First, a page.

Doing It for the Art: Some beautiful scenery shots were created by painting the real landscape in desired color scheme. Yes, the film crewmembers actually were dyeing the grass and trees.
Production Posse: Anatoly Solonitsyn, one of Tarkovsky's frequent collaborators, appeared as the Writer.
Troubled Production: Tarkovsky spent a year shooting the film in Estonia with cinematographer Georgy Rerberg, using an experimental filmstock from Kodak. The two argued constantly over the script, with Rerberg constantly pressing for rewrites. It was later discovered that all the footage sent back to Moscow had been improperly processed at the laboratory, and Rerberg left the production by simply walking out of the screening room and never coming back. Tarkovsky managed to convince Mosfilm to start all over again as two-part film but with half the budget, with each part being released a month apart—the film is usually seen nowadays as a whole, with an interval. Production designer Rashit Safiullin claims the final version was very different to the original footage, but other crew members who worked on both shoots claim they were almost identical. There are reports of some footage (either from the first or second shoot, it's not clear) being destroyed by fire, and some claim Tarkovsky actually shot the film three times. Other problems included having to recreate the remains of the troops sent into the Zone with only five tanks when the original shoot had twelve, and the fact that some of the locations were polluted with toxic waste; the "snow" in one scene was actually an irritant chemical spewed out of a chemical works across the river. Many of the cast and crew, including Tarkovsky himself, later contracted cancer as a result. In addition, Tarkovsky actually had members of the crew physically paint the landscapes because he wanted the grass, trees and bushes etc. to look a specific way.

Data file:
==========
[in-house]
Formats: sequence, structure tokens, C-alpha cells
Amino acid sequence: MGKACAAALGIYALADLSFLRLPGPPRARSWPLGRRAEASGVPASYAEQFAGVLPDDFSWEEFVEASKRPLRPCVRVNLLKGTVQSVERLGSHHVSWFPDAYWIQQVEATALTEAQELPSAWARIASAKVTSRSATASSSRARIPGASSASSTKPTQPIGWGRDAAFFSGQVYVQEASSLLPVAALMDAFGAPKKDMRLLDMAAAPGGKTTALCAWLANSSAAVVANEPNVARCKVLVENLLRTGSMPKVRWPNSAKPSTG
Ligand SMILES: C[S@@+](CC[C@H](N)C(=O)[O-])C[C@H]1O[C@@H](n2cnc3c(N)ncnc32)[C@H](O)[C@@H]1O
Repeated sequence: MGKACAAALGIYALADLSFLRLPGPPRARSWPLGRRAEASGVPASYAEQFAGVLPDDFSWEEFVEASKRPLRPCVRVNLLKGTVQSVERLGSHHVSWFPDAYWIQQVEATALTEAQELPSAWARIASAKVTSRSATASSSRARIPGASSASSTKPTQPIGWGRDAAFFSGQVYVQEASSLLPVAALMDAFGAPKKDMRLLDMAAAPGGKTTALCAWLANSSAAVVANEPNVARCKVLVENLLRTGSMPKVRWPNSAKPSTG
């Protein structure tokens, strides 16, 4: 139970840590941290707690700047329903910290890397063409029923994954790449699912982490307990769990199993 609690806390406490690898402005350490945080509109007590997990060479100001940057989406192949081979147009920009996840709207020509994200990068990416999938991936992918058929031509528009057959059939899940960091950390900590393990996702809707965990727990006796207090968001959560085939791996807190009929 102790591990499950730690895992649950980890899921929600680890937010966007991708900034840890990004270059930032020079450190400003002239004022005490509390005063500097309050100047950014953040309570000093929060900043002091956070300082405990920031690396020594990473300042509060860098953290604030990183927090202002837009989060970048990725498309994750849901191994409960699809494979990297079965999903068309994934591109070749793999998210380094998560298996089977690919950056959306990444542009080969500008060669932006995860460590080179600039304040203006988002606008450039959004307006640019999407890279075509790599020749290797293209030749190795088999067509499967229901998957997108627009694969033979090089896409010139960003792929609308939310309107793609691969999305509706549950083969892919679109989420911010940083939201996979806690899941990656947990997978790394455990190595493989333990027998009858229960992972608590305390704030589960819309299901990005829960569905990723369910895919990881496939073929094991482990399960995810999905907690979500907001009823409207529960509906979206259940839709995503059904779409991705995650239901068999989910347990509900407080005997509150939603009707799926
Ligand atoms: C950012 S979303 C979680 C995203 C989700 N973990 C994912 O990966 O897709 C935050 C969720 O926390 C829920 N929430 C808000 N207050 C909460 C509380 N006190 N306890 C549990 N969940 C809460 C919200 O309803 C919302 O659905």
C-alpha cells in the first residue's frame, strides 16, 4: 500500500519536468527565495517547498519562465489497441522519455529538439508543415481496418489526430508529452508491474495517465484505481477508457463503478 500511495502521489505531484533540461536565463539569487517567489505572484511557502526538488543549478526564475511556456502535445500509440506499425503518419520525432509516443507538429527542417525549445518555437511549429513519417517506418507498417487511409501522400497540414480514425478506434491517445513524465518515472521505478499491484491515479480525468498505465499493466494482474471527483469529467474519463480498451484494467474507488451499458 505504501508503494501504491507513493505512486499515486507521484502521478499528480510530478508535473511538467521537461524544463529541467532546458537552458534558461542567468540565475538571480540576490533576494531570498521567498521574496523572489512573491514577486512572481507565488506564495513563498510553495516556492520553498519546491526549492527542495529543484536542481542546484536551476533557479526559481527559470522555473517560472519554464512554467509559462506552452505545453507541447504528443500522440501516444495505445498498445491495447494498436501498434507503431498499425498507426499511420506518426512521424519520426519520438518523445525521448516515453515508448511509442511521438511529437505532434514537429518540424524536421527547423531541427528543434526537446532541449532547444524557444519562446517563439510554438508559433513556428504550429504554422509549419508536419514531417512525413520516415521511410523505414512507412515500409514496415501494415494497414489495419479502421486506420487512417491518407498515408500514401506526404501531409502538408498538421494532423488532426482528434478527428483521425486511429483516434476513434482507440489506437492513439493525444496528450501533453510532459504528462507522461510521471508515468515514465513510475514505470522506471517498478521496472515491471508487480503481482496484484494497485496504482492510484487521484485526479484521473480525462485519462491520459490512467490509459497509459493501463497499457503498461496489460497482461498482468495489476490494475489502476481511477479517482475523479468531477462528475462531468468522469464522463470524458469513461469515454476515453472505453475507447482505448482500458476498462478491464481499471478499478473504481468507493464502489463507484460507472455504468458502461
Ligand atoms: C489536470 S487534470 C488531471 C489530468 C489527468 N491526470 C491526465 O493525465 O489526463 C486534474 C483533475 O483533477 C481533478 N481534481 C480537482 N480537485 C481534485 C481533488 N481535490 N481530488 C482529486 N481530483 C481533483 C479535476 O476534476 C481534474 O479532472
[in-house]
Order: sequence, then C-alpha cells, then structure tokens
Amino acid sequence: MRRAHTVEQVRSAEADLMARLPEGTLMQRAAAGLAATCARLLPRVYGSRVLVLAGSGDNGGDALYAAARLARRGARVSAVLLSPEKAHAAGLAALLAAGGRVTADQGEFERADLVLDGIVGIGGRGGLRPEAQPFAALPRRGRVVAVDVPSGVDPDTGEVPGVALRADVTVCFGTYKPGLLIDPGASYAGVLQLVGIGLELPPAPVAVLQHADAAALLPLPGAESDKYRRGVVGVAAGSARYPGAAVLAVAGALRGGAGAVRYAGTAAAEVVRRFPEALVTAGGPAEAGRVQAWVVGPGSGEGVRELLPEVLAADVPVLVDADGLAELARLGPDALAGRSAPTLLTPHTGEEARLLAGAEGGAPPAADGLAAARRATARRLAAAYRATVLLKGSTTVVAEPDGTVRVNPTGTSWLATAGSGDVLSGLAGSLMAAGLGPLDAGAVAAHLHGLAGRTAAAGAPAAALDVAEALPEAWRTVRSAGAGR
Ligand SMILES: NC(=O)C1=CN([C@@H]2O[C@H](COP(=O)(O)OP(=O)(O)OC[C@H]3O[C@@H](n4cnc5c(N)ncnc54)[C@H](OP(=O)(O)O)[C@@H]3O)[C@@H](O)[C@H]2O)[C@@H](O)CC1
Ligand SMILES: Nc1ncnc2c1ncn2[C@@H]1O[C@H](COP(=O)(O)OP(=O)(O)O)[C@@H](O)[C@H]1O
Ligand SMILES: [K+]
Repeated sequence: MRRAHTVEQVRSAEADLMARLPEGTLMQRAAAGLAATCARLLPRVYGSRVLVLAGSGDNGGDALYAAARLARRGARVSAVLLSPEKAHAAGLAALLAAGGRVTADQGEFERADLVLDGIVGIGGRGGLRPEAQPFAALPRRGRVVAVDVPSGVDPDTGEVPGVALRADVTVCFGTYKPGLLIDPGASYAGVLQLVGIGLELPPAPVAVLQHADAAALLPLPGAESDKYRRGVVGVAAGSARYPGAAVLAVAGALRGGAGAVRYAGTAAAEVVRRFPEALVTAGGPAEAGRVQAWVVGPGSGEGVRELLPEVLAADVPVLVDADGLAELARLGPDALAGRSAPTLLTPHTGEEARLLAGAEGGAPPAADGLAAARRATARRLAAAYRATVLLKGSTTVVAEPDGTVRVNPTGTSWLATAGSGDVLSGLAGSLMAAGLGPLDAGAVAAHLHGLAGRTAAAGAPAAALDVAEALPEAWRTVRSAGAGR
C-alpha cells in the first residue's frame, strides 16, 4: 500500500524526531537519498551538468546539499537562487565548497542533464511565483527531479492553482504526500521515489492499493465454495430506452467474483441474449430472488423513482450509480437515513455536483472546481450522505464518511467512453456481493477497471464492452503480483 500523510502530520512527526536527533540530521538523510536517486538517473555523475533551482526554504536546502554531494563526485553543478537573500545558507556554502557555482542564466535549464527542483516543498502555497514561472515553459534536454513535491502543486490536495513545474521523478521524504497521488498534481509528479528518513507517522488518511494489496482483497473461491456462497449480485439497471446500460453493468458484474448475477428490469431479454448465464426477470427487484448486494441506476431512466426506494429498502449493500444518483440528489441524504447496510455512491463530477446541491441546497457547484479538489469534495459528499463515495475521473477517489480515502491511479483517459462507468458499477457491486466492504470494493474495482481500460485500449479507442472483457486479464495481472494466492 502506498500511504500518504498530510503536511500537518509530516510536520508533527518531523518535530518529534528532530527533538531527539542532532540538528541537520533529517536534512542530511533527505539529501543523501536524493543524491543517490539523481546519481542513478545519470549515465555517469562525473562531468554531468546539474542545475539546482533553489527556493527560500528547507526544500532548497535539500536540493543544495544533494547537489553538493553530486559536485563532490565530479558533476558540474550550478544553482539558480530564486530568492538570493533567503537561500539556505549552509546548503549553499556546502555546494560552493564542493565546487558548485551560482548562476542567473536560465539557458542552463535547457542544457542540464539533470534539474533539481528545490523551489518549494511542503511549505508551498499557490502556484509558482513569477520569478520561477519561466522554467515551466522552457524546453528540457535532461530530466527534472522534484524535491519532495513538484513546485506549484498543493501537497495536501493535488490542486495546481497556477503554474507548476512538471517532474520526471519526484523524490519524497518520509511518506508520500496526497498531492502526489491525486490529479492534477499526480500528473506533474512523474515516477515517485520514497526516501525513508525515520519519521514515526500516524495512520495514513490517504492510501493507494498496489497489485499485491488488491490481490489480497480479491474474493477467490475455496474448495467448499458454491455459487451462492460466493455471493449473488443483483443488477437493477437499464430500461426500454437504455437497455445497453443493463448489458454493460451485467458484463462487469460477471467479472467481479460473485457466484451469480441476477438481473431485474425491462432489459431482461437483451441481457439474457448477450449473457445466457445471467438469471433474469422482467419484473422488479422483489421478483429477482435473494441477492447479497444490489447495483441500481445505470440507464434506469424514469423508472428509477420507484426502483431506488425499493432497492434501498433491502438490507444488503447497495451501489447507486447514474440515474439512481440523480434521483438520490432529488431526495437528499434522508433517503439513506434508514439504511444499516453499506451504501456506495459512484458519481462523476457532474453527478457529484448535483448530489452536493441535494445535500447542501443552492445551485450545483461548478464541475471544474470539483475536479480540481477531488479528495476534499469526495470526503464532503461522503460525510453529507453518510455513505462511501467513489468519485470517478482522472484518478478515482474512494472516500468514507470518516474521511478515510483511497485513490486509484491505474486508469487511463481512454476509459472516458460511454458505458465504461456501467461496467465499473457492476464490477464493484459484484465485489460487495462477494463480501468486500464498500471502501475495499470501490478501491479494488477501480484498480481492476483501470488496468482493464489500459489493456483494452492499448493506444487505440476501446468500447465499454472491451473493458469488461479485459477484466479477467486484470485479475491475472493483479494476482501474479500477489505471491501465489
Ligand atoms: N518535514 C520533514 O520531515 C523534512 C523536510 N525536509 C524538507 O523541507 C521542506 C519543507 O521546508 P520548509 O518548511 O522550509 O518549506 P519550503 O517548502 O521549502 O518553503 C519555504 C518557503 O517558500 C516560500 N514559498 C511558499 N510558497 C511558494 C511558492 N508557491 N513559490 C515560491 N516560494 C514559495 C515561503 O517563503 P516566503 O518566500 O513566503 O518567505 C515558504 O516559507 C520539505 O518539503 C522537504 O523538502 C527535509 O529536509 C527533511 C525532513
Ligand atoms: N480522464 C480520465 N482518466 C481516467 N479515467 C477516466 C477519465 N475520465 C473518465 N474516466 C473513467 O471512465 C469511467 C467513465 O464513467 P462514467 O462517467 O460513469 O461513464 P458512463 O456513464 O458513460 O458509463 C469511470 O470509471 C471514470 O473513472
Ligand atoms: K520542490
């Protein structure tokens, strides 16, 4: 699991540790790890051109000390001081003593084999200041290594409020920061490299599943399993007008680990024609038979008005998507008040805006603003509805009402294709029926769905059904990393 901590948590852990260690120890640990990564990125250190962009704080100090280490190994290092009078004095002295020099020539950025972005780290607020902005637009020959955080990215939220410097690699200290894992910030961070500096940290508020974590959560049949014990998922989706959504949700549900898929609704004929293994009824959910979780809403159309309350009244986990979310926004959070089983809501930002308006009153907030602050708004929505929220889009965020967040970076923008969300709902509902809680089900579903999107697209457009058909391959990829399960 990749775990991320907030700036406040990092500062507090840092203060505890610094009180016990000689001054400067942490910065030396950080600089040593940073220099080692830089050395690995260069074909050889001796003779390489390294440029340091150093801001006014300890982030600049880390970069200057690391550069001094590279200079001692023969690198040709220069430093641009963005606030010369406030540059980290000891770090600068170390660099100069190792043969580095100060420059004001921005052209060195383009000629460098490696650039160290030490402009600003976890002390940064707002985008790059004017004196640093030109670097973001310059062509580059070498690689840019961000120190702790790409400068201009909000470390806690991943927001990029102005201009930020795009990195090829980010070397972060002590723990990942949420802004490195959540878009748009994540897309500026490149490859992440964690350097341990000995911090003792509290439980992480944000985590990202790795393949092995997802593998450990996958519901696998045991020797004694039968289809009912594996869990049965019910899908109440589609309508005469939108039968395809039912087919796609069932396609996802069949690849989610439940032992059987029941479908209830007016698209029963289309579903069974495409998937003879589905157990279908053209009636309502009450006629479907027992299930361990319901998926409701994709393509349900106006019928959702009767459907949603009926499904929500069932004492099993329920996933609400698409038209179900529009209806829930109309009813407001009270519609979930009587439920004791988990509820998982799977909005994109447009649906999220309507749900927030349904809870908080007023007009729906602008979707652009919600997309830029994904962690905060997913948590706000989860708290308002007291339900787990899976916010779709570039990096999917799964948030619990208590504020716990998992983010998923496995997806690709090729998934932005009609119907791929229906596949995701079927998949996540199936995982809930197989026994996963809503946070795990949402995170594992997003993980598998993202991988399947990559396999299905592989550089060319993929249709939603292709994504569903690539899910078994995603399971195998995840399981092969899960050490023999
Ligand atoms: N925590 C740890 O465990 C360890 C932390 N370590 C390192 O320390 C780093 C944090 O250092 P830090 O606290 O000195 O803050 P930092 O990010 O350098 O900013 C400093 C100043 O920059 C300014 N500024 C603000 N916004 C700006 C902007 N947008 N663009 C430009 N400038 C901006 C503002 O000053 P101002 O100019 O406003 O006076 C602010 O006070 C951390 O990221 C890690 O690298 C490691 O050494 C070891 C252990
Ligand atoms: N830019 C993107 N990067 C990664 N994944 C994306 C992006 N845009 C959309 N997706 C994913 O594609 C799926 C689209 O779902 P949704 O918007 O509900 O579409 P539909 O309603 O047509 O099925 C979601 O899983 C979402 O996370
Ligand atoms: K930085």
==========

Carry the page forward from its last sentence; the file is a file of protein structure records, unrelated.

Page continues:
The Strugatsky Brothers had to write thirteen versions of the script until they nailed the one which satisfied both them and the director.
Development Hell: The first game, whose original subtitle was Oblivion Lost. No less than six years. Calling the game ЖДАЛКЕР (translation: WAITER) became an Internet meme. Astonishingly, when it hit store shelves, it was still an Obvious Beta.